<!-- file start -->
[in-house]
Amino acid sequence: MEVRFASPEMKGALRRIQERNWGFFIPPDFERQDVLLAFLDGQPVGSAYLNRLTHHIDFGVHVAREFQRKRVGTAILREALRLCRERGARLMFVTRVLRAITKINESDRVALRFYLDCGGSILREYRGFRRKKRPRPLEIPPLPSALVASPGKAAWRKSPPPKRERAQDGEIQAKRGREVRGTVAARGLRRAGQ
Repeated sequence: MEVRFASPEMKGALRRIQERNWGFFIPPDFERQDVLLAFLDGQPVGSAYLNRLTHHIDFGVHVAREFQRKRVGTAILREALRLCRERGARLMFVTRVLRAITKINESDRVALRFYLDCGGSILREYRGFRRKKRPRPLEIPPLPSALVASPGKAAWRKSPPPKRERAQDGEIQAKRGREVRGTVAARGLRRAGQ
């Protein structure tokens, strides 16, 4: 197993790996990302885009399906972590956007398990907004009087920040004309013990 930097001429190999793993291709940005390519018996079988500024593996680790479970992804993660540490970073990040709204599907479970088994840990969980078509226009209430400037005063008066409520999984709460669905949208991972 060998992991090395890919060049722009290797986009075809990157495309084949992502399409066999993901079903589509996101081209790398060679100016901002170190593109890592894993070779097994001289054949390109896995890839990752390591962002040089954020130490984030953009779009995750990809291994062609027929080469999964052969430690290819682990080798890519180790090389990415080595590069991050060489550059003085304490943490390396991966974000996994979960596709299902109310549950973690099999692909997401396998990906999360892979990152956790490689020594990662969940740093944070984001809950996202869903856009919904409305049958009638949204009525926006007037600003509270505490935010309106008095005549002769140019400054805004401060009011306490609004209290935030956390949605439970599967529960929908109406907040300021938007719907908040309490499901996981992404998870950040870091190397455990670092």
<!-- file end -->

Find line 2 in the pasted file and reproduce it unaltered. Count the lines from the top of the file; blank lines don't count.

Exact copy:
Amino acid sequence: MEVRFASPEMKGALRRIQERNWGFFIPPDFERQDVLLAFLDGQPVGSAYLNRLTHHIDFGVHVAREFQRKRVGTAILREALRLCRERGARLMFVTRVLRAITKINESDRVALRFYLDCGGSILREYRGFRRKKRPRPLEIPPLPSALVASPGKAAWRKSPPPKRERAQDGEIQAKRGREVRGTVAARGLRRAGQ